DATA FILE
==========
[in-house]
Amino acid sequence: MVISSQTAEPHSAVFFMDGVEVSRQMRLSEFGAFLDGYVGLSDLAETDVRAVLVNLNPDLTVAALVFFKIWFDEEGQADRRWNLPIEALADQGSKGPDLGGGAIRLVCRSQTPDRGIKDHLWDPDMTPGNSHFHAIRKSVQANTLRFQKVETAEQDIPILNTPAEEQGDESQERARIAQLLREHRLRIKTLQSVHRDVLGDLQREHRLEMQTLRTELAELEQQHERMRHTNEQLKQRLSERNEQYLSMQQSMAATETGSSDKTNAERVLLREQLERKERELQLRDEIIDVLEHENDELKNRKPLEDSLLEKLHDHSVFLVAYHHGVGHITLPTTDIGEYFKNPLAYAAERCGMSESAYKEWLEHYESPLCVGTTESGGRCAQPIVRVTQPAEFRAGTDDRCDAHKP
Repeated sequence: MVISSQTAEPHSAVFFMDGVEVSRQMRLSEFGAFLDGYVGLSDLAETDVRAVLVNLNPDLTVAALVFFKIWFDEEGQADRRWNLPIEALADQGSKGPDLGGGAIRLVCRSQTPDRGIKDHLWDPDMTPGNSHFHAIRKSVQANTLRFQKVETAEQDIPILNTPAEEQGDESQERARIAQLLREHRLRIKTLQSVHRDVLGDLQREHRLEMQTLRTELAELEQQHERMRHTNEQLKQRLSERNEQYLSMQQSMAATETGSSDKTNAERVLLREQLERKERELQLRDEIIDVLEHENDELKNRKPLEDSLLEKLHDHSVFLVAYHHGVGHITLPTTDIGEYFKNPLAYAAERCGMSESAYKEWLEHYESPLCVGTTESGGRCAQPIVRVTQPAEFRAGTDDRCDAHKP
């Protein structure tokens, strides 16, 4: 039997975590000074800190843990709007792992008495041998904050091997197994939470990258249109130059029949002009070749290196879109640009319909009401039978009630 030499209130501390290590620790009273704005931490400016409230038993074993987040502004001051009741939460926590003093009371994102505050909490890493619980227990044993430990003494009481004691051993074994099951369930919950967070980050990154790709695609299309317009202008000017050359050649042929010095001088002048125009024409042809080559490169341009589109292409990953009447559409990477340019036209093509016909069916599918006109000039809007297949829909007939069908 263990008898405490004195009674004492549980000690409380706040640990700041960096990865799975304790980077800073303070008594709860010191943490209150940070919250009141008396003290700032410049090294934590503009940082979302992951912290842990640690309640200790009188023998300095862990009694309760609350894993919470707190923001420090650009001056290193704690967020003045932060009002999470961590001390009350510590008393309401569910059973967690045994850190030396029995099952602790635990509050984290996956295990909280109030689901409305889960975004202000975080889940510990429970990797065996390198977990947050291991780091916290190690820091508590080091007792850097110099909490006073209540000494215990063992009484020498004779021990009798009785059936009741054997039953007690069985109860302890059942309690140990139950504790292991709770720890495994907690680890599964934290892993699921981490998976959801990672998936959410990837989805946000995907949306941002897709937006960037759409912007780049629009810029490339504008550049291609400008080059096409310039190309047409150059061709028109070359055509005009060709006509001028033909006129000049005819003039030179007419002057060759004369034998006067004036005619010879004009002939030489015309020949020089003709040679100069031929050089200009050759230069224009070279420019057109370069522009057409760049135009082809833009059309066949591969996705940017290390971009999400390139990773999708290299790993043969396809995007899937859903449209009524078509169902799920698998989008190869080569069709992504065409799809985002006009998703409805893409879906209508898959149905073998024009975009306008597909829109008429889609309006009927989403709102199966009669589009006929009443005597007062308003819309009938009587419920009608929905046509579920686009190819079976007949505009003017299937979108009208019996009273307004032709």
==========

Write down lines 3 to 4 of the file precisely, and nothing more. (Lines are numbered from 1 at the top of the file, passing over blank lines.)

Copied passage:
Repeated sequence: MVISSQTAEPHSAVFFMDGVEVSRQMRLSEFGAFLDGYVGLSDLAETDVRAVLVNLNPDLTVAALVFFKIWFDEEGQADRRWNLPIEALADQGSKGPDLGGGAIRLVCRSQTPDRGIKDHLWDPDMTPGNSHFHAIRKSVQANTLRFQKVETAEQDIPILNTPAEEQGDESQERARIAQLLREHRLRIKTLQSVHRDVLGDLQREHRLEMQTLRTELAELEQQHERMRHTNEQLKQRLSERNEQYLSMQQSMAATETGSSDKTNAERVLLREQLERKERELQLRDEIIDVLEHENDELKNRKPLEDSLLEKLHDHSVFLVAYHHGVGHITLPTTDIGEYFKNPLAYAAERCGMSESAYKEWLEHYESPLCVGTTESGGRCAQPIVRVTQPAEFRAGTDDRCDAHKP
């Protein structure tokens, strides 16, 4: 039997975590000074800190843990709007792992008495041998904050091997197994939470990258249109130059029949002009070749290196879109640009319909009401039978009630 030499209130501390290590620790009273704005931490400016409230038993074993987040502004001051009741939460926590003093009371994102505050909490890493619980227990044993430990003494009481004691051993074994099951369930919950967070980050990154790709695609299309317009202008000017050359050649042929010095001088002048125009024409042809080559490169341009589109292409990953009447559409990477340019036209093509016909069916599918006109000039809007297949829909007939069908 263990008898405490004195009674004492549980000690409380706040640990700041960096990865799975304790980077800073303070008594709860010191943490209150940070919250009141008396003290700032410049090294934590503009940082979302992951912290842990640690309640200790009188023998300095862990009694309760609350894993919470707190923001420090650009001056290193704690967020003045932060009002999470961590001390009350510590008393309401569910059973967690045994850190030396029995099952602790635990509050984290996956295990909280109030689901409305889960975004202000975080889940510990429970990797065996390198977990947050291991780091916290190690820091508590080091007792850097110099909490006073209540000494215990063992009484020498004779021990009798009785059936009741054997039953007690069985109860302890059942309690140990139950504790292991709770720890495994907690680890599964934290892993699921981490998976959801990672998936959410990837989805946000995907949306941002897709937006960037759409912007780049629009810029490339504008550049291609400008080059096409310039190309047409150059061709028109070359055509005009060709006509001028033909006129000049005819003039030179007419002057060759004369034998006067004036005619010879004009002939030489015309020949020089003709040679100069031929050089200009050759230069224009070279420019057109370069522009057409760049135009082809833009059309066949591969996705940017290390971009999400390139990773999708290299790993043969396809995007899937859903449209009524078509169902799920698998989008190869080569069709992504065409799809985002006009998703409805893409879906209508898959149905073998024009975009306008597909829109008429889609309006009927989403709102199966009669589009006929009443005597007062308003819309009938009587419920009608929905046509579920686009190819079976007949505009003017299937979108009208019996009273307004032709």